Modularity and complexity go hand in hand in the evolution of the skull of primates. Because analyses of these two parameters often use different approaches, we do not know yet how modularity evolves within, or as a consequence of, an also-evolving complex organization. Here we use a novel network theory-based approach (Anatomical Network Analysis) to assess how the organization of skull bones constrains the co-evolution of modularity and complexity among primates. We used the pattern of bone contacts modeled as networks to identify connectivity modules and quantify morphological complexity. We analyzed whether modularity and complexity evolved coordinately in the skull of primates. Specifically, we tested Herbert Simon’s general theory of near-decomposability, which states that modularity promotes the evolution of complexity. We found that the skulls of extant primates divide into one conserved cranial module and up to three labile facial modules, whose composition varies among primates. Despite changes in modularity, statistical analyses reject a positive feedback between modularity and complexity. Our results suggest a decoupling of complexity and modularity that translates to varying levels of constraint on the morphological evolvability of the primate skull. This study has methodological and conceptual implications for grasping the constraints that underlie the developmental and functional integration of the skull of humans and other primates.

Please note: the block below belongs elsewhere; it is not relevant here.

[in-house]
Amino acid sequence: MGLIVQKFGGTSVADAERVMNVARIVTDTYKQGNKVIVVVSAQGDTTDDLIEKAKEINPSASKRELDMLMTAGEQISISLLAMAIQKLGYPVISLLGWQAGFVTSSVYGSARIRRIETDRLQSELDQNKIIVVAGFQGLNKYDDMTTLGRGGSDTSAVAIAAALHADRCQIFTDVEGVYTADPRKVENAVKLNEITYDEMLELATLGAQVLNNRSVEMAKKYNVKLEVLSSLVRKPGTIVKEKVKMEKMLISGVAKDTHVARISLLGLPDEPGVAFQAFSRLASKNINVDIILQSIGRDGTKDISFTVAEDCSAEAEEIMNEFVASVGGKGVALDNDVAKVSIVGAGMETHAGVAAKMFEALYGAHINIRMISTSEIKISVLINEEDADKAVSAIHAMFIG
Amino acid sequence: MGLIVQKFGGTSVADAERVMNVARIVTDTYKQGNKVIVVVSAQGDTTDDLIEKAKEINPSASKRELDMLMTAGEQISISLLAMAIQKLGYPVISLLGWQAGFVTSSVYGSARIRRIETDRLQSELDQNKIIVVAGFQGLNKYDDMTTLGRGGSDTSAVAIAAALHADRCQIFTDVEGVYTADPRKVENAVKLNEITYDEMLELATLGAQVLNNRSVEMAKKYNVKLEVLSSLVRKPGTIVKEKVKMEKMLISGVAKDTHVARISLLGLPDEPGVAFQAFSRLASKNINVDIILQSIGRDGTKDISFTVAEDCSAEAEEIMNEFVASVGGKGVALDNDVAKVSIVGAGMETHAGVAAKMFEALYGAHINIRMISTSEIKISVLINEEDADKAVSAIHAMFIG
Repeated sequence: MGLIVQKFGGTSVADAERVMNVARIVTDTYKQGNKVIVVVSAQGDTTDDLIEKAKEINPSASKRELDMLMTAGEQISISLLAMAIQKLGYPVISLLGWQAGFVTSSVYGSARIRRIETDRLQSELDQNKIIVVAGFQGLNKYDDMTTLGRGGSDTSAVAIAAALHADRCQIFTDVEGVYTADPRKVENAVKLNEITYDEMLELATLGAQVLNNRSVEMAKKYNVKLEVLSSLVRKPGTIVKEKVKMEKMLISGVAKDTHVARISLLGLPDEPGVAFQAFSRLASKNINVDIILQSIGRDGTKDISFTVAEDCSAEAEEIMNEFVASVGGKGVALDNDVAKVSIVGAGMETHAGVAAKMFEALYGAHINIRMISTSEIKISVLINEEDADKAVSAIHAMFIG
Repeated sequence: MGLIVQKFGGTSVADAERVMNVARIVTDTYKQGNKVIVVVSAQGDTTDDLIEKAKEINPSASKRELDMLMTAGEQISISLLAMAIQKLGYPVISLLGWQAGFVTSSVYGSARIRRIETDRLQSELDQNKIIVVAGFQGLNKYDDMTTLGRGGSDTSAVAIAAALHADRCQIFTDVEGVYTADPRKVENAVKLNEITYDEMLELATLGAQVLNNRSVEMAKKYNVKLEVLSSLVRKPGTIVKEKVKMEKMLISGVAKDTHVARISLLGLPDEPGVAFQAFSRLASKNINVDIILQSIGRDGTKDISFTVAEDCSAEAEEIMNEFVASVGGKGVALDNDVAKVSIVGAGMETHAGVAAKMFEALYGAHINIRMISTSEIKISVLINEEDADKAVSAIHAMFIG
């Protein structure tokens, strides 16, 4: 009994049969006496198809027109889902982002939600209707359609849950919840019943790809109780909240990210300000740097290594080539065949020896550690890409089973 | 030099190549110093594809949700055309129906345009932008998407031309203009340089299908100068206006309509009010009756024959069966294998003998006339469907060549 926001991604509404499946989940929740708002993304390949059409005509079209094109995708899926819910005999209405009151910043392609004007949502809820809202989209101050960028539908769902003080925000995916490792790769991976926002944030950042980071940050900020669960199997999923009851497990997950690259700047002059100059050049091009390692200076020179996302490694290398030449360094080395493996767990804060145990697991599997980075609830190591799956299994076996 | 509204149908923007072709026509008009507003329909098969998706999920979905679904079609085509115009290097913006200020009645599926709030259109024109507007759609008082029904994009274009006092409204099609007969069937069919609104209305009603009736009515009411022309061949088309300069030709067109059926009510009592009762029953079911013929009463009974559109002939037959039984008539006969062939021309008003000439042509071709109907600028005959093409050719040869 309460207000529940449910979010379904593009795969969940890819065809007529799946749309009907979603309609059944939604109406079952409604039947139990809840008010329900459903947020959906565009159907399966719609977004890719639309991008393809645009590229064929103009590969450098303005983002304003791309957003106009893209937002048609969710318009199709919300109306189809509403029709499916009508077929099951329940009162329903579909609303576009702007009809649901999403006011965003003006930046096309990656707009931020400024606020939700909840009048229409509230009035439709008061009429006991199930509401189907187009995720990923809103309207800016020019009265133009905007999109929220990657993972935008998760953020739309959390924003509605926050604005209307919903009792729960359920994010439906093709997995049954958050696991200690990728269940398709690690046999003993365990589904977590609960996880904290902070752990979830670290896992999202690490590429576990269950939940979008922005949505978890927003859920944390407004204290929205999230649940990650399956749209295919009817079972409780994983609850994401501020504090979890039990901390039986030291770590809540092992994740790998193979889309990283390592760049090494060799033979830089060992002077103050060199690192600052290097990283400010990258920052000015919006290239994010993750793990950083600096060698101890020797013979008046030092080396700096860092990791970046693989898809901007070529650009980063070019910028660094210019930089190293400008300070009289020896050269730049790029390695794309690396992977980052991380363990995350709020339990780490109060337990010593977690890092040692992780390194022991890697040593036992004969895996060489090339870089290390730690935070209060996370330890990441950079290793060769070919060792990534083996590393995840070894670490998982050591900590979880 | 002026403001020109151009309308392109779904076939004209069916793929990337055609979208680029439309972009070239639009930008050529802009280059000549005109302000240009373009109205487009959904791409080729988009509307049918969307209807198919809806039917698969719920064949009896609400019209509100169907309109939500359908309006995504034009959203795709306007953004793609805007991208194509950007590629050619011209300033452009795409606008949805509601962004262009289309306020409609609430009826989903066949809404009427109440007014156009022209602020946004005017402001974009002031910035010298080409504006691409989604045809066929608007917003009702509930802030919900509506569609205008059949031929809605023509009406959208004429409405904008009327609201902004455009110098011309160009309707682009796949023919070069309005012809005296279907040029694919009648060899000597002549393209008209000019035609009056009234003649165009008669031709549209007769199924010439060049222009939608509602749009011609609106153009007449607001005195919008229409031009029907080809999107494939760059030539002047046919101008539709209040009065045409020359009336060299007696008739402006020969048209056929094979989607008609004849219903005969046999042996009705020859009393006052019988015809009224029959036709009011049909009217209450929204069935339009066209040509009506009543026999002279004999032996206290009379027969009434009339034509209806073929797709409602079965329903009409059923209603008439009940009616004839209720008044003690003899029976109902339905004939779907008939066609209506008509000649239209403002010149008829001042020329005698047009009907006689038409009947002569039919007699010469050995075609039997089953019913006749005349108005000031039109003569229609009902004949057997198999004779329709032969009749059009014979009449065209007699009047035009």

Introduction